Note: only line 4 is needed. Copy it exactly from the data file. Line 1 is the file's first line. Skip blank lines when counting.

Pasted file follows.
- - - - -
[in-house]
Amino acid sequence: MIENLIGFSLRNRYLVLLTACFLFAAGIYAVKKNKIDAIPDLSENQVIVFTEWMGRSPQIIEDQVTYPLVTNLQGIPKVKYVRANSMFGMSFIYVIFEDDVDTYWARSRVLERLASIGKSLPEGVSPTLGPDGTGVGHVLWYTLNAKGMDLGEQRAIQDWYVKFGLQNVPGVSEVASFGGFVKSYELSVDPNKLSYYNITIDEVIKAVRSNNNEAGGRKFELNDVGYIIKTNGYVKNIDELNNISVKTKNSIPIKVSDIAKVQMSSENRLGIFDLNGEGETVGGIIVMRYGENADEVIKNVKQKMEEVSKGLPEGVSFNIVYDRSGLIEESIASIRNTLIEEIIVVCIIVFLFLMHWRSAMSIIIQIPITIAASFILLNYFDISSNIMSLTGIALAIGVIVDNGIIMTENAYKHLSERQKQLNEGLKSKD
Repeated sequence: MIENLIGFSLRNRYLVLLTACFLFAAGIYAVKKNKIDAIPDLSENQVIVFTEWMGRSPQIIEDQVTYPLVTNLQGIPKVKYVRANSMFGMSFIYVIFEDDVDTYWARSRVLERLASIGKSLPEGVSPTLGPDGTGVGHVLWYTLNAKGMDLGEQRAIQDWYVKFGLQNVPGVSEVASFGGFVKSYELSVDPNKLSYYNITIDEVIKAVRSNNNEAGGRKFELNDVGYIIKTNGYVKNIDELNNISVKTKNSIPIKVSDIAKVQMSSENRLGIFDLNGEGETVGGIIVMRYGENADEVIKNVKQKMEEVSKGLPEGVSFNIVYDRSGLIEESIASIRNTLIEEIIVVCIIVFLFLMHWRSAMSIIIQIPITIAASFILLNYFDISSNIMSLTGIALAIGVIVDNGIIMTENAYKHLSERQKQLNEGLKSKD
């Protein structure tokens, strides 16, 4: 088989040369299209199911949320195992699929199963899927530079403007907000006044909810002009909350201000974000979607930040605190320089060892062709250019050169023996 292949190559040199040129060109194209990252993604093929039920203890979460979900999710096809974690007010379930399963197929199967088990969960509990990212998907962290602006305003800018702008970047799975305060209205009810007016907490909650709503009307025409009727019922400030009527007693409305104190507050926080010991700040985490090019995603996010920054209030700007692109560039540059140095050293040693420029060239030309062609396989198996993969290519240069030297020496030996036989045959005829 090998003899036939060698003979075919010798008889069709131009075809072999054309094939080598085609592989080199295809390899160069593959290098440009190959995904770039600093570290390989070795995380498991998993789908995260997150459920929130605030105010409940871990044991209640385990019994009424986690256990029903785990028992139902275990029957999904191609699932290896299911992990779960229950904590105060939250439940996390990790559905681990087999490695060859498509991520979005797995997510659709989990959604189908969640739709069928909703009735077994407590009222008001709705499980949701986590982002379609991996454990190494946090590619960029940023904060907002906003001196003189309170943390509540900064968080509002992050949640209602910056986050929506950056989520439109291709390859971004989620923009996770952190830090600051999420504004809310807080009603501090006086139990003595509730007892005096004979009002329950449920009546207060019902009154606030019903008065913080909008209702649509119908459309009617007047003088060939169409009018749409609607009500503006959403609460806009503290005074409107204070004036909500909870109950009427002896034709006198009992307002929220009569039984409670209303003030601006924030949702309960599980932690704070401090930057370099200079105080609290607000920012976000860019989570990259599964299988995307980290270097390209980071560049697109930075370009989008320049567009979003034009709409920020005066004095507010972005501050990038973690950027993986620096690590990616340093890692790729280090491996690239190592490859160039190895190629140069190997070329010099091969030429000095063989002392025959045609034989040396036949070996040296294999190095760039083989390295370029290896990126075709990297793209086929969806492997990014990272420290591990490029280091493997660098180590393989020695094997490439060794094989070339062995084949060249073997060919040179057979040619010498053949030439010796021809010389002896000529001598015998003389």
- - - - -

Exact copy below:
């Protein structure tokens, strides 16, 4: 088989040369299209199911949320195992699929199963899927530079403007907000006044909810002009909350201000974000979607930040605190320089060892062709250019050169023996 292949190559040199040129060109194209990252993604093929039920203890979460979900999710096809974690007010379930399963197929199967088990969960509990990212998907962290602006305003800018702008970047799975305060209205009810007016907490909650709503009307025409009727019922400030009527007693409305104190507050926080010991700040985490090019995603996010920054209030700007692109560039540059140095050293040693420029060239030309062609396989198996993969290519240069030297020496030996036989045959005829 090998003899036939060698003979075919010798008889069709131009075809072999054309094939080598085609592989080199295809390899160069593959290098440009190959995904770039600093570290390989070795995380498991998993789908995260997150459920929130605030105010409940871990044991209640385990019994009424986690256990029903785990028992139902275990029957999904191609699932290896299911992990779960229950904590105060939250439940996390990790559905681990087999490695060859498509991520979005797995997510659709989990959604189908969640739709069928909703009735077994407590009222008001709705499980949701986590982002379609991996454990190494946090590619960029940023904060907002906003001196003189309170943390509540900064968080509002992050949640209602910056986050929506950056989520439109291709390859971004989620923009996770952190830090600051999420504004809310807080009603501090006086139990003595509730007892005096004979009002329950449920009546207060019902009154606030019903008065913080909008209702649509119908459309009617007047003088060939169409009018749409609607009500503006959403609460806009503290005074409107204070004036909500909870109950009427002896034709006198009992307002929220009569039984409670209303003030601006924030949702309960599980932690704070401090930057370099200079105080609290607000920012976000860019989570990259599964299988995307980290270097390209980071560049697109930075370009989008320049567009979003034009709409920020005066004095507010972005501050990038973690950027993986620096690590990616340093890692790729280090491996690239190592490859160039190895190629140069190997070329010099091969030429000095063989002392025959045609034989040396036949070996040296294999190095760039083989390295370029290896990126075709990297793209086929969806492997990014990272420290591990490029280091493997660098180590393989020695094997490439060794094989070339062995084949060249073997060919040179057979040619010498053949030439010796021809010389002896000529001598015998003389």